Gauti Sigþórsson: University bubble? On the supply and popularity of educational programmes in an era of prosperity
This article poses the question whether the changes in the Icelandic economy and job market, from the 1990s onwards, stimulated a certain kind of expansion in Icelandic higher education that mimicked the logic of the economic bubble that eventually led to the crash of 2008. The point here is not to draw up a step-bystep analysis of how this may have happened, but rather to provoke a questioning of the current shape of Icelandic higher education and how fit it may be for the needs of post-2008 rebuilding and an emerging discourse of Icelandic entrepreneurship in which information and communication technologies, software, and gaming have featured prominently. In 2008, Icelandic graduates from tertiary education (ISCED 5 and 6) clustered in the social sciences, business and law, along with education, and this clustering persists in more recent figures on student registrations. The question is whether this concentration indicates a structural bias towards the social sciences, business and law. Does Icelandic HE, by way of that bias, still retain the shape of the job market as it was in the bubble, the ghostly outlines of a vanished prosperity?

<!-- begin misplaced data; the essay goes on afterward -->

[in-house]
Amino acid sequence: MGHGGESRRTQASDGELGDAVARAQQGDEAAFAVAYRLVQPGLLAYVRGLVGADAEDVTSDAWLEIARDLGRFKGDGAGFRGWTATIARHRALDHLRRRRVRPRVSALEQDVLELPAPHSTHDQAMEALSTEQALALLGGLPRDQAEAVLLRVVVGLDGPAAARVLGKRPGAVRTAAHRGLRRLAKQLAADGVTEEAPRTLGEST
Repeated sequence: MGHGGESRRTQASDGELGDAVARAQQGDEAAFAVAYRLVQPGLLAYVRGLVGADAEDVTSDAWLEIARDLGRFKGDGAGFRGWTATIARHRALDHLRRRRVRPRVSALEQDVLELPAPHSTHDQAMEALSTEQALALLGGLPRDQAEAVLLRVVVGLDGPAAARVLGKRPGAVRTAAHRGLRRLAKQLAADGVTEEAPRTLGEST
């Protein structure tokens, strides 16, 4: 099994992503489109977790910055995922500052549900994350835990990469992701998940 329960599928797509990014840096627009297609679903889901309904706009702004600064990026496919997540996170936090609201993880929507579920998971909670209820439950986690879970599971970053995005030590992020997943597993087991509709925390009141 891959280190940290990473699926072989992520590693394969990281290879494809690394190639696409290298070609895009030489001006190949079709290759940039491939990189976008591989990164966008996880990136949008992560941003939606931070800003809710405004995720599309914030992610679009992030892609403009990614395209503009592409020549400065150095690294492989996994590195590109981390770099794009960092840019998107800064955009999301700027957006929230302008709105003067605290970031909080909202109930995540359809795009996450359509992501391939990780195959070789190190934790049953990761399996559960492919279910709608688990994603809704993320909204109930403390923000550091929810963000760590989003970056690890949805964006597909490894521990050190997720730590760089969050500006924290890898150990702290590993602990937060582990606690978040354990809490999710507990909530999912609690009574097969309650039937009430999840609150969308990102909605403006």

Keywords: Higher education, policy, crash of 2008, public good, private investment, social science, business, law.